Q&A: Why Ricocheted Bullets Whistle

Question: Why does a bullet whistle when it ricochets? — DC, Mountaintop, TN

Answer: I should first point out that the number of bullets you hear ricocheting in movies is WAY more than happens in real life — but it does add some entertaining audio effects. I’ve been target shooting most of my life, and I can recall maybe a half dozen rounds that ricocheted as audibly as in the movies. Most of them were back in high school when we did target shooting at dumps and quarries, where rocks and metal scrap would often be hit. Since transitioning to safely designed outdoor shooting ranges 30 years ago I haven’t heard a single ricochet.

The top graphic shows two ways a bullet (in this case a Federal 9 mm hollow point) can be deformed on impact with a target. Similar deformations happen with full metal jackets. Whereas a head-on impact with a target will deform the bullet symmetrically, a glancing impact can flatten the bullet on one side.

When a bullet ricochets and deforms it enters into complex chaotic motion as shown in this graphic:

Here’s what an actual ricochet sounds like:

By comparison, a cylindrically symmetric spinning bullet is relatively silent. If you’re unlucky enough to have one pass nearby, you’ll hear a “whooshing” or “fluttering” sound, but no whistling.

The whistle of a ricochet is produced the same way all sustained sounds are made — periodic disturbance of the air by a moving object. If the air is disturbed at a rate of 20–20,000 times a second (20–20k Hz) the human ear perceives a sound. The pitch of that sound is directly related to the frequency.

I did a spectrum analysis of that ricochet sound with Sony Sound Forge (the “Photoshop” of audio). You can see there are several frequency peaks between 100–2000 Hz. That highest peak at 633 Hz must be equal to twice the the rotation speed of the bullet in revolutions/second (rps) as it tumbles. I say “twice” because each face of the deformed bullet will push on the air as the bullet rotates. Thus, the bullet is rotating (initially) at 317 rps. Magnified views of the wave form show that the sound waves emitted are triangle waves.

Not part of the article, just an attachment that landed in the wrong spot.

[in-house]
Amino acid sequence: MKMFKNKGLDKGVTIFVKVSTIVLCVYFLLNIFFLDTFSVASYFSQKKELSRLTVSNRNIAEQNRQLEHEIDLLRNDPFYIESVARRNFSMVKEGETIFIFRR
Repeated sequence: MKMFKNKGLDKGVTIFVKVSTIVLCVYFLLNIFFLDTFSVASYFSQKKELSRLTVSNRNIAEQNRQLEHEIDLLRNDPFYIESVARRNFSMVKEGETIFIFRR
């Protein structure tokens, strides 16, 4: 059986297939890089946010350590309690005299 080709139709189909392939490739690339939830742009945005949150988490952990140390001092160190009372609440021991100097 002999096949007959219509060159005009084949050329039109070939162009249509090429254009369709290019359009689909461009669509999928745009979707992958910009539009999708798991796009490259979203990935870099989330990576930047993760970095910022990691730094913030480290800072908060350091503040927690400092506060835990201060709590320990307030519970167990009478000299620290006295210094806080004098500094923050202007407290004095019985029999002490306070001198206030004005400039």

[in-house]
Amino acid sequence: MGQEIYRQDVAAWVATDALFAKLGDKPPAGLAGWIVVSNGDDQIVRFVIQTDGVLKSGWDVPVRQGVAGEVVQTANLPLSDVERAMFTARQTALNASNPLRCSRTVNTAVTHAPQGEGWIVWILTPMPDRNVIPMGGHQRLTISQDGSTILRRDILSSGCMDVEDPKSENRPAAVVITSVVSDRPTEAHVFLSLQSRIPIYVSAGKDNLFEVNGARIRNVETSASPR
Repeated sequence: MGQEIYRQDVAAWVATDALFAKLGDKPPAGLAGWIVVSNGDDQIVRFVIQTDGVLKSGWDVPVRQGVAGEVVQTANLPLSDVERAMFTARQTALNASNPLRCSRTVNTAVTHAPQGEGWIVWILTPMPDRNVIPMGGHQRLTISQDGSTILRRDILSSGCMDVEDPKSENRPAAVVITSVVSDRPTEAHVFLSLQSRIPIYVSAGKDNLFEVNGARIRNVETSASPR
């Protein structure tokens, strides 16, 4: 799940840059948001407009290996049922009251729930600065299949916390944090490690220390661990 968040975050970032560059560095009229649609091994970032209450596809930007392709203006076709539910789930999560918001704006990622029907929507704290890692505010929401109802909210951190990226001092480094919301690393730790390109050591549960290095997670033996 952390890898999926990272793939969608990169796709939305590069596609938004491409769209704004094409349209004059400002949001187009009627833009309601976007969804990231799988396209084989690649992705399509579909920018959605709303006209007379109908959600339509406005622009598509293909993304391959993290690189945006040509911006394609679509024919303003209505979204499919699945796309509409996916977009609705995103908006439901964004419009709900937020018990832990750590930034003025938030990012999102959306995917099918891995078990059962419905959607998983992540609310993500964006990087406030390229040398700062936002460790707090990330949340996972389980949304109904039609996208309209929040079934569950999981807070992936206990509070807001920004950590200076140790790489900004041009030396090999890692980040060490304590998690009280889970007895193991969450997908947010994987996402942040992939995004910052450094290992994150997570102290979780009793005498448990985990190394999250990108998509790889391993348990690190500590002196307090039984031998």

The other peaks combine with the dominant 633 Hz sound to produce the eerie “chord” sound in the whistle. Those other peaks are the result of multiple facets on the asymmetrical bullet disturbing the air as the direction of rotation precesses. The second graphic shows the ricocheted bullet spinning on two axes simultaneously. This graphic assumes the original rotation induced by rifling in the barrel would be tilted, and a new tumbling rotation would be imparted by the target it struck. Of course, what happens in a real ricochet is far more complex,

As it turns out, Euler’s Rotation Theorem says that a body can’t really rotate on more than one axis simultaneously. What happens when different rotational torques are applied is the body rotates around a single axis (instantaneously), but that rotation axis precesses over time. That’s difficult to visualize, but here’s a great animation to show what I mean:

Dual axis rotation: https://www.youtube.com/watch?v=qEWwIV9Z-eAxxx

The drop in pitch as the ricochet proceeds is a result of air drag slowing the bullet’s rotation. Since air drag is proportional to the square of the speed, we’d expect the pitch to decrease exponentially rather than linearly. This is exactly what you hear in a ricochet.

One final characteristic of the ricochet whistle is the decrease in volume over time — again an exponential decay. Virtually all ricochets are moving away from the shooter, but depending on the angle of the ricochet the volume decay can be rapid or prolonged.

As a test of my explanation of ricochet whistles, I synthesized an audio file that models the physics of a real ricochet). I created three sound waves using triangle wave forms, one at 633 Hz and adjacent peaks at 324 Hz and 910 Hz. Then I combined the waves, added exponential frequency and volume decays, and boosted the dynamics of the first 0.01 second for a percussive start. This is what I got:

I doubt I’d be able to sell that sound effect to any Hollywood studio, but it’s similar enough to the real thing. And it gives me confidence that my physical model of ricochet whistles is reasonably correct.

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